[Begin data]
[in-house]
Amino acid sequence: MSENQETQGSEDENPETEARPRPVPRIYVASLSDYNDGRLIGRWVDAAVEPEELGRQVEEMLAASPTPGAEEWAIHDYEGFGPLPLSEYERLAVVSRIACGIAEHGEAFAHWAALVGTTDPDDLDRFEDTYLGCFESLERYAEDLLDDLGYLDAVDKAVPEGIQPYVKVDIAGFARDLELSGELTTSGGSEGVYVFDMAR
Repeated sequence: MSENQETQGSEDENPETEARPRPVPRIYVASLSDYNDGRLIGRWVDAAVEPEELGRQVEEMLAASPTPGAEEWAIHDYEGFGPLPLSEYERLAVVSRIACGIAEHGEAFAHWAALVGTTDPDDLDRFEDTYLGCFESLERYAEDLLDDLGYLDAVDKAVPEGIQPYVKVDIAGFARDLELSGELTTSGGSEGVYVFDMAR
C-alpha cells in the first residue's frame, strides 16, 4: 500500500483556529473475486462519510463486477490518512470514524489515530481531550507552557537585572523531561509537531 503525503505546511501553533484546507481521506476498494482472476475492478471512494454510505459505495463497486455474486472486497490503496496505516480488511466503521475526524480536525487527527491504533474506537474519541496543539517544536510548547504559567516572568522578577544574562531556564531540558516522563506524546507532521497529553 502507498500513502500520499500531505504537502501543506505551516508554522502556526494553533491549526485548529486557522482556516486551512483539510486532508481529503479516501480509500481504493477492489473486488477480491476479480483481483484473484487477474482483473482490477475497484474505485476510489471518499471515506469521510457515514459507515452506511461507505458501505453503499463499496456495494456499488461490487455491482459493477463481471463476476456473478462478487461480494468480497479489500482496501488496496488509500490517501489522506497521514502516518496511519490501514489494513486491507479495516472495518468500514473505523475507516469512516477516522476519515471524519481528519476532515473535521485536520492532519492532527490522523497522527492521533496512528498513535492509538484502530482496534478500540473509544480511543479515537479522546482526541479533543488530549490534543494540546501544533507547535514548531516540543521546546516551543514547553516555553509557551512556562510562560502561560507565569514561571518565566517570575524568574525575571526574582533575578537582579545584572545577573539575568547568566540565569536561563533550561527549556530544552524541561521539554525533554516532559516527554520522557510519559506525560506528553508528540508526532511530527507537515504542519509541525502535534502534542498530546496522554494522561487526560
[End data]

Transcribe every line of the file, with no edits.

[in-house]
Amino acid sequence: MSENQETQGSEDENPETEARPRPVPRIYVASLSDYNDGRLIGRWVDAAVEPEELGRQVEEMLAASPTPGAEEWAIHDYEGFGPLPLSEYERLAVVSRIACGIAEHGEAFAHWAALVGTTDPDDLDRFEDTYLGCFESLERYAEDLLDDLGYLDAVDKAVPEGIQPYVKVDIAGFARDLELSGELTTSGGSEGVYVFDMAR
Repeated sequence: MSENQETQGSEDENPETEARPRPVPRIYVASLSDYNDGRLIGRWVDAAVEPEELGRQVEEMLAASPTPGAEEWAIHDYEGFGPLPLSEYERLAVVSRIACGIAEHGEAFAHWAALVGTTDPDDLDRFEDTYLGCFESLERYAEDLLDDLGYLDAVDKAVPEGIQPYVKVDIAGFARDLELSGELTTSGGSEGVYVFDMAR
C-alpha cells in the first residue's frame, strides 16, 4: 500500500483556529473475486462519510463486477490518512470514524489515530481531550507552557537585572523531561509537531 503525503505546511501553533484546507481521506476498494482472476475492478471512494454510505459505495463497486455474486472486497490503496496505516480488511466503521475526524480536525487527527491504533474506537474519541496543539517544536510548547504559567516572568522578577544574562531556564531540558516522563506524546507532521497529553 502507498500513502500520499500531505504537502501543506505551516508554522502556526494553533491549526485548529486557522482556516486551512483539510486532508481529503479516501480509500481504493477492489473486488477480491476479480483481483484473484487477474482483473482490477475497484474505485476510489471518499471515506469521510457515514459507515452506511461507505458501505453503499463499496456495494456499488461490487455491482459493477463481471463476476456473478462478487461480494468480497479489500482496501488496496488509500490517501489522506497521514502516518496511519490501514489494513486491507479495516472495518468500514473505523475507516469512516477516522476519515471524519481528519476532515473535521485536520492532519492532527490522523497522527492521533496512528498513535492509538484502530482496534478500540473509544480511543479515537479522546482526541479533543488530549490534543494540546501544533507547535514548531516540543521546546516551543514547553516555553509557551512556562510562560502561560507565569514561571518565566517570575524568574525575571526574582533575578537582579545584572545577573539575568547568566540565569536561563533550561527549556530544552524541561521539554525533554516532559516527554520522557510519559506525560506528553508528540508526532511530527507537515504542519509541525502535534502534542498530546496522554494522561487526560